David Armstrong was a soldier in the Revolutionary War , having
enlisted in the Cumberland County in 1777 under the command of Col.
James Dunlap in Capt. Noah Abraham's company. His record may be
found in Pennsylvania Archives Vol.6, Page 86. He died March 20,
1811 ; Sarah, his wife, died February 3, 1816. They are buried in the
Presbyterian Church cemetery, Plain Grove, Lawrence Co., Pa. Their
family consisted of six sons and four daughters, all married, the
following outline shows name, date of birth, death and marriage.
*** Somewhere on this list you will find your Ancestor. ***
Grave location & Information
During the summer they erected a log cabin, where, in the fall, the two children were left when the father returned to Westmoreland County. The long winter nights must have been lonesome for these two children, as there were no near neighbors, and the forests in those days were full of wild animals. Tradition says
" the wolves came around the cabin & made the nights hideous with their angry howling." Early in the
spring of 1796 the remainder of the family came to the new home and succeeded in holding the 400 acres. Here the four younger children were born. The family remained together 'till, the course of events ; they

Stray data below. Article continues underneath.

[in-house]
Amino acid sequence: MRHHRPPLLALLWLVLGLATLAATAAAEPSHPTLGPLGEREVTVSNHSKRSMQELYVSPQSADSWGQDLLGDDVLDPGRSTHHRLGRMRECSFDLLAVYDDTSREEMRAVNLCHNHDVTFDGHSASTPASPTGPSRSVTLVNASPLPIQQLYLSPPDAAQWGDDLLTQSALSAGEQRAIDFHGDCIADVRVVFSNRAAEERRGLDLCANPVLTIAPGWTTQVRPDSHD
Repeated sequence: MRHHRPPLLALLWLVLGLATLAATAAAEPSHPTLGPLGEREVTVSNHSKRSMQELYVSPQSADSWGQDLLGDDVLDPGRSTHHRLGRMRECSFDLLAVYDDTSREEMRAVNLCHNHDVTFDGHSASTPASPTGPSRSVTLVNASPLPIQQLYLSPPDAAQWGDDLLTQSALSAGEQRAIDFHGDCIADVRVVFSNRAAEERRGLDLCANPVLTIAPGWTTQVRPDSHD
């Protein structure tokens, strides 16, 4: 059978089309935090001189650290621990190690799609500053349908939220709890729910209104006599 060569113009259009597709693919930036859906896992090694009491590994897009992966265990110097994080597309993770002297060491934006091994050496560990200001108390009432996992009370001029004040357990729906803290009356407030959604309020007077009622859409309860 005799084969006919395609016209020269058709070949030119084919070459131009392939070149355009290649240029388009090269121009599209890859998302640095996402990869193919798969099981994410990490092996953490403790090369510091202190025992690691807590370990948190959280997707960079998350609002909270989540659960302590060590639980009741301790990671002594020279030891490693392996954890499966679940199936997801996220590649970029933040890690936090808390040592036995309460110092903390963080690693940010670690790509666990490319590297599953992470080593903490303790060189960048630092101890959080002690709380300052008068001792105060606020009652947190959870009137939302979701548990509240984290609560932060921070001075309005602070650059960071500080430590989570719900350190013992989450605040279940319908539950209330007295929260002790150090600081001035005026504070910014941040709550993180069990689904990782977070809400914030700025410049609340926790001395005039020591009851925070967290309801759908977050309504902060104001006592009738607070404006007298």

were removed, the children by marriage and the parents by death. The new home was founded in an unbroken forest and was located on what had been an Indian Camping ground; in fact the Indians were
quite numerous and were on friendly terms with the new settler's; they were frequent visitors in the home,
one writer has stated " the boys of the family particularly George mingled with the Indinas and became much attached to their customs and manner of life, and frequently joined in the chase with them."
Family of David Armstrong and Sarah Harris
Names Born Died
George Armstrong 11 - 02 - 1780 08 - 28 - 1830
m. ** - ** - 1807 Elizabeth McCune 03 - 24 - 1776 08 - 04 - 1848
Rebecca Armstrong 05 - 17 - 1782 01 - 04 - 1854
m. 03 - 10 - 1806 Capt. James McCune 05 - 07 - 1771 04 - 06 - 1825
Archibald Armstrong 03 - 06 - 1785 06 - 18 - 1869
m. 10 - 08 - 1869 Elizabeth Wallace 10 - 08 - 1788 12 - 12 - 1888
Thomas Armstrong 08 - 27 - 1787 04 - 03 - 1860
m. 12 -18 - 1824 Frances Drake 03 - 22 - 1800 10 - 03 - 1875
Roland Armstrong 02 - 23 - 1790 05 - 07 - 1864
m. 06 - 16 - 1816 Jane Donnel * * - ** - 1794 04 - 27 - 1843
Mary Armstrong 06 - 15 - 1795 04 - 21 - 1847
m. 05 - 25 - 1820 Alexander McBride 12 - 20 - 1795 10 - 14 - 1878
Note: 2nd marr for ( Alexander ) :
* Nancy Reynolds McCaslin 04 - 26 - 1804 07 - 25- 1885
David Armstrong 03 - 26 - 1798 12 - 31 - 1840
m. 01 - 11 - 1821 Jane Jack 05 - 23 - 1800 07 - 04 - 1842
Ann Armstrong 08 - 10 - 1800 08 - 19 - 1848
m. Samuel Jack 02 - 26 - 1798 04 - 09 - 1845
Samuel Armstrong 01 - 28 - 1803 02 - 20 - 1853
m. 06 - 01 - 1843 Nancy Robb Loveland 06 - 01 - 1803
2m. / 11 - 10 - 1826 : Jane Irwin 01 - 13 - 1801 04 - 01 - 1840
Elizabeth Armstrong 01 - 06 - 1807 04 - 07 - 1888
m. 12 - 31 - 1829 - William McNees - 01 - 11 - 1807 04 - 12 - 1856
Nancy R. McCaslin
The History of
David Armstrong & Sarah Harris
Nancy R. Loveland